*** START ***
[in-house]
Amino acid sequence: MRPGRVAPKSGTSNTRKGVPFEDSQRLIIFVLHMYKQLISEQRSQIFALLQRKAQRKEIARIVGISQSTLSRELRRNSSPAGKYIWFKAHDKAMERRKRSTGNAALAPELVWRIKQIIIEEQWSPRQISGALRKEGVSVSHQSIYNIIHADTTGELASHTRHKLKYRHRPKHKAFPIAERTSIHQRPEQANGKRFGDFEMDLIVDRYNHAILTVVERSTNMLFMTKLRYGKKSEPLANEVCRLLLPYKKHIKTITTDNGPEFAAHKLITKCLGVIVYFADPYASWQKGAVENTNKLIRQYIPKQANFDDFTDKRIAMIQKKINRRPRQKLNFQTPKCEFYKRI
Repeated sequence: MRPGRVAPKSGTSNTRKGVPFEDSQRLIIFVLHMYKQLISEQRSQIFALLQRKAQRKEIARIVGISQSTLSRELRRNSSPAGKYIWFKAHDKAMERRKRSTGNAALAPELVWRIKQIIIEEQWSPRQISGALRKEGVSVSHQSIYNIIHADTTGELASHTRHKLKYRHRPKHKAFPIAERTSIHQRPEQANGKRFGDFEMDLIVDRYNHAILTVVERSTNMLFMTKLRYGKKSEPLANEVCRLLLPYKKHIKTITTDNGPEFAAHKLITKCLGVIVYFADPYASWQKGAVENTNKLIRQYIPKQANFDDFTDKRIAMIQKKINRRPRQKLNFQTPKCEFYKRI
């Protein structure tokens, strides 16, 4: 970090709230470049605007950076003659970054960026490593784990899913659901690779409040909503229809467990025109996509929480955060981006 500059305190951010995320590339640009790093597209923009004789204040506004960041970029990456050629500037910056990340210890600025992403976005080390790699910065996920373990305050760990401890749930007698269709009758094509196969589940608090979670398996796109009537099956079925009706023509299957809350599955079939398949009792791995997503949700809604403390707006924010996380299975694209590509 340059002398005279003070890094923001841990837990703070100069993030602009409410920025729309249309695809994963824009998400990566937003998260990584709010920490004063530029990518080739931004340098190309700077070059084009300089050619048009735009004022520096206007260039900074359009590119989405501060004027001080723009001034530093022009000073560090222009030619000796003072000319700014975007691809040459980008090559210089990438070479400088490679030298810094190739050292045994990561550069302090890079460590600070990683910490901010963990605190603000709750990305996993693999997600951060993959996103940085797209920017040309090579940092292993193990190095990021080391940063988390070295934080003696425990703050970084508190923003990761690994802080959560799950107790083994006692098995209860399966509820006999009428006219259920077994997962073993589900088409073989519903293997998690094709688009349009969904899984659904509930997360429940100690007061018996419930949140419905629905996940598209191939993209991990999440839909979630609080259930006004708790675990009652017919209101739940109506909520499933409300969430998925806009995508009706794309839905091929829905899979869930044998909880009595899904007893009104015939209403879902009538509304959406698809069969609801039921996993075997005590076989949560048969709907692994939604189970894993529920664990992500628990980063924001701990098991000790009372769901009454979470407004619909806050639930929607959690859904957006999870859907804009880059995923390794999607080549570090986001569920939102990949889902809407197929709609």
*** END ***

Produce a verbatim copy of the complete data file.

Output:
[in-house]
Amino acid sequence: MRPGRVAPKSGTSNTRKGVPFEDSQRLIIFVLHMYKQLISEQRSQIFALLQRKAQRKEIARIVGISQSTLSRELRRNSSPAGKYIWFKAHDKAMERRKRSTGNAALAPELVWRIKQIIIEEQWSPRQISGALRKEGVSVSHQSIYNIIHADTTGELASHTRHKLKYRHRPKHKAFPIAERTSIHQRPEQANGKRFGDFEMDLIVDRYNHAILTVVERSTNMLFMTKLRYGKKSEPLANEVCRLLLPYKKHIKTITTDNGPEFAAHKLITKCLGVIVYFADPYASWQKGAVENTNKLIRQYIPKQANFDDFTDKRIAMIQKKINRRPRQKLNFQTPKCEFYKRI
Repeated sequence: MRPGRVAPKSGTSNTRKGVPFEDSQRLIIFVLHMYKQLISEQRSQIFALLQRKAQRKEIARIVGISQSTLSRELRRNSSPAGKYIWFKAHDKAMERRKRSTGNAALAPELVWRIKQIIIEEQWSPRQISGALRKEGVSVSHQSIYNIIHADTTGELASHTRHKLKYRHRPKHKAFPIAERTSIHQRPEQANGKRFGDFEMDLIVDRYNHAILTVVERSTNMLFMTKLRYGKKSEPLANEVCRLLLPYKKHIKTITTDNGPEFAAHKLITKCLGVIVYFADPYASWQKGAVENTNKLIRQYIPKQANFDDFTDKRIAMIQKKINRRPRQKLNFQTPKCEFYKRI
């Protein structure tokens, strides 16, 4: 970090709230470049605007950076003659970054960026490593784990899913659901690779409040909503229809467990025109996509929480955060981006 500059305190951010995320590339640009790093597209923009004789204040506004960041970029990456050629500037910056990340210890600025992403976005080390790699910065996920373990305050760990401890749930007698269709009758094509196969589940608090979670398996796109009537099956079925009706023509299957809350599955079939398949009792791995997503949700809604403390707006924010996380299975694209590509 340059002398005279003070890094923001841990837990703070100069993030602009409410920025729309249309695809994963824009998400990566937003998260990584709010920490004063530029990518080739931004340098190309700077070059084009300089050619048009735009004022520096206007260039900074359009590119989405501060004027001080723009001034530093022009000073560090222009030619000796003072000319700014975007691809040459980008090559210089990438070479400088490679030298810094190739050292045994990561550069302090890079460590600070990683910490901010963990605190603000709750990305996993693999997600951060993959996103940085797209920017040309090579940092292993193990190095990021080391940063988390070295934080003696425990703050970084508190923003990761690994802080959560799950107790083994006692098995209860399966509820006999009428006219259920077994997962073993589900088409073989519903293997998690094709688009349009969904899984659904509930997360429940100690007061018996419930949140419905629905996940598209191939993209991990999440839909979630609080259930006004708790675990009652017919209101739940109506909520499933409300969430998925806009995508009706794309839905091929829905899979869930044998909880009595899904007893009104015939209403879902009538509304959406698809069969609801039921996993075997005590076989949560048969709907692994939604189970894993529920664990992500628990980063924001701990098991000790009372769901009454979470407004619909806050639930929607959690859904957006999870859907804009880059995923390794999607080549570090986001569920939102990949889902809407197929709609």